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Crazy Paving

Published: Jun 25 , 2020
Author: Richard Savage

I have now been staring at the terrace at the back of my house for 3 straight months (thanks, global health crisis!). Obviously, I’ve been flat to the boards at work on my many screens too but like computer screens, the view has become a little jaded.

So in a moment of inspiration I decided to organise my veritable ‘outside kitchen’ (Big Green Egg, Savage Grills BBQ and the Brick Oven) around a bigger space. This excitement has not been shared quite so enthusiastically by Mrs Savage and she flinches every time I mention the ‘K(itchen)’ word but the prospect of a new garden area has been accepted.

It’s a complicated business it turns out, this landscaping lark. Excavation, grading, foundations, laying of stones, pointing, drainage, waste disposal and that’s before we get to putting stuff back, plant acquisition, compost, planting etc.

The cost element on the landscaping bloke’s quotation that really stood out was the cost of the paving slabs. York stone is a variety of sandstone, specifically from quarries in Yorkshire, that have been worked since mediaeval times. And its price is ferocious. But essential to match what we have. So I thought, being a top negotiator, I would get involved.

“I’ll take care of that”, I reassured him and got back onto my screen to Google what was available. Quite a lot as it turns out, from specialist suppliers, quarries and even a few private listings.

This, I thought must be a buyer’s market. We are knee-deep in the middle of the greatest crisis of our lifetimes, we’re heading into recession, there is still social distancing. This should be like shooting fish in a barrel.

I found Steve from Essex. His stone was “£75” as opposed to the many others between £90 and £120. I rang him up, braced to get him to ‘sharpen his pencil’ a little more. 

“I’m looking for approximately 12m²”, I dropped into the conversation early, thinking I would get his mouth watering for a desperate deal in tough times. “Yeah sure no problem” he replied casually “that’ll be 14.4 square yards”. The penny dropped; the price was per square yard. “And I’d be looking for a good deal”, I suggested expectantly. He chuckled, “No chance mate” he said. “In fact, you couldn’t have picked a worse time to buy York Stone, I can’t get enough of the stuff to sell it's going so quickly!”.

How fascinating (and frustrating) I thought after I put the phone down. In the course of a couple of minutes my overconfident position had not only been neutralised, but I was careering into a flat spin panic as to whether there was enough stock for my project. He, on the other hand, was in the pound seats! I was desperate.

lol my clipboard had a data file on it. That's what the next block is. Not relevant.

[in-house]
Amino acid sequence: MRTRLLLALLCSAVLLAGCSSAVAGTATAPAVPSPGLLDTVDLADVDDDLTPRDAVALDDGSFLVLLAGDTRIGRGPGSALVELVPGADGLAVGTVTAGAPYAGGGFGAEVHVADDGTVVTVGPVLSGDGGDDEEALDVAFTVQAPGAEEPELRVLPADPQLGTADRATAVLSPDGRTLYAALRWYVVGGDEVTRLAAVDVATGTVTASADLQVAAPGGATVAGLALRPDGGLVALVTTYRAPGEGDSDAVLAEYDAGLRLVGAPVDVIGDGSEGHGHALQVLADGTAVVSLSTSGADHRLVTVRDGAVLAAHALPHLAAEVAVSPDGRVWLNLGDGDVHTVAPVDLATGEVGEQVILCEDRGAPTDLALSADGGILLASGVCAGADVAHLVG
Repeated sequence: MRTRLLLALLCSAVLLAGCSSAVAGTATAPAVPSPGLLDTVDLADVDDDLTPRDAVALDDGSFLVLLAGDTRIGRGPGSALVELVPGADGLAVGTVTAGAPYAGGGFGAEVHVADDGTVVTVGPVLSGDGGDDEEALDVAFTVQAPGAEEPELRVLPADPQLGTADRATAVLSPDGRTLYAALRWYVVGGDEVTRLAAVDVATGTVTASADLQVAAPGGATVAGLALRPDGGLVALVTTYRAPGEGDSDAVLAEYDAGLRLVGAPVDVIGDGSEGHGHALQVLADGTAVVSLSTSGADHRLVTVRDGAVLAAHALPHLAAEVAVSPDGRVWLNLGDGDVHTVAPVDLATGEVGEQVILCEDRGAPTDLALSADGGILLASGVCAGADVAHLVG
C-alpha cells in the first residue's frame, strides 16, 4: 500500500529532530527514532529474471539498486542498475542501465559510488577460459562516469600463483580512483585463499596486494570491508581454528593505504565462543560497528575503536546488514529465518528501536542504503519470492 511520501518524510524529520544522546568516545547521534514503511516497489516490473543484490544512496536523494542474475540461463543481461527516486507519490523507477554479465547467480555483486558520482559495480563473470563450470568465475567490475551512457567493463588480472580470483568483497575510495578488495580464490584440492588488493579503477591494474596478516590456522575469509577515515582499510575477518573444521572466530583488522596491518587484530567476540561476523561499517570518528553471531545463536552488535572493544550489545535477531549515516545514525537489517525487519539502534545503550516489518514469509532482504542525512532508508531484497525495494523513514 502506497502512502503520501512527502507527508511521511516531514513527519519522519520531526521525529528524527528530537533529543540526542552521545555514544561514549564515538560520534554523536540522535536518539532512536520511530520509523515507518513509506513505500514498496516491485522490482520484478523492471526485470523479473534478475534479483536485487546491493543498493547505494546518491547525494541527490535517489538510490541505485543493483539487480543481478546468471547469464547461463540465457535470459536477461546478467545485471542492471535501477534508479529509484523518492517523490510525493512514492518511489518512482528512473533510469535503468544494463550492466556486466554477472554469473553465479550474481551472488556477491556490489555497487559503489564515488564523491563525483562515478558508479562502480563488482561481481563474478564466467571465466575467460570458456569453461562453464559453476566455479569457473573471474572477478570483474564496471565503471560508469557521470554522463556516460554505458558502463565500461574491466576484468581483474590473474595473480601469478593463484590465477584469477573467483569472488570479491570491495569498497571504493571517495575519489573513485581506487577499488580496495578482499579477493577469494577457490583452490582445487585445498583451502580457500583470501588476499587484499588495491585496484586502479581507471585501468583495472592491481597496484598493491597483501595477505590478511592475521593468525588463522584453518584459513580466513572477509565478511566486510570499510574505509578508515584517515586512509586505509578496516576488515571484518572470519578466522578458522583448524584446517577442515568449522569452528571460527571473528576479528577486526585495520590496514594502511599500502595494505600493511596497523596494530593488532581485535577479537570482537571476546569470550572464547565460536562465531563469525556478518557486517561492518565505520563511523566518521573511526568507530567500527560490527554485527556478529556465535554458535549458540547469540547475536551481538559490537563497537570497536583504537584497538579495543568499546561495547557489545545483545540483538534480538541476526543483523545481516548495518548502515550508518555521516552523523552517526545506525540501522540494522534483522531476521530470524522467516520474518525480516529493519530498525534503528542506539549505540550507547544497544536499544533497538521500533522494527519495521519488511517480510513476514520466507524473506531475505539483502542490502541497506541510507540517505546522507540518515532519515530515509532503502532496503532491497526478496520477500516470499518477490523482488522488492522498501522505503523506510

We can learn a lot from that exchange. Firstly, the power of knowing your limit position. Steve’s was £75yd² - and as for flexibility? None. When I challenged him about quoting per square yard, he shared with me that it was a marketing tactic – “nobody realises I’m the same price as my competitors; they just see £75 compared to £90” he laughed. Hilarious, I thought. The danger of not testing our assumptions. Secondly, there was no interest for him to negotiate. If there’s no interest, there’s no motivation. Interest can only be derived from one (or both) of two sources – an incentive (I want to buy significant volumes on a regular basis) or a threat or sanction (I’ll go and do that deal with a competitor). I had neither.

What he was also smart with is that he wasn’t greedy. In return for complimenting him on his trading skills he was marginally more flexible on the delivery price. And we had a pleasant exchange. Smart chap. I’ll use him again. And I’ll know EXACTLY where I stand right from the start. Wish I could say the same for some of my other negotiations.



About the author:

Richard Savage
I am a so-called entrepreneur with 30 years of experience in marketing, brand development and retail intelligence and have co-founded a start-up global food trends resource and The Shopper Experience Company a retail and shopper research and intelligence business working with brands including Chanel, Samsung, Tesco, Aldi and Vision Express.

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Over the years I have spent quite a lot of time in Bradford. My wife, at that time my girlfriend, went to Margaret McMillan College of Education in the town, we were regular visitors to the Alhambra Theatre, and later on I taught numerous managers working for Grattan’s, the mail order catalogue company. It is a fine town, populated by great characters. In 1981 Bradford made headlines when it declared itself to be a nuclear-free zone. No one quite understood what that meant in practice, but the literal interpretation was that if...

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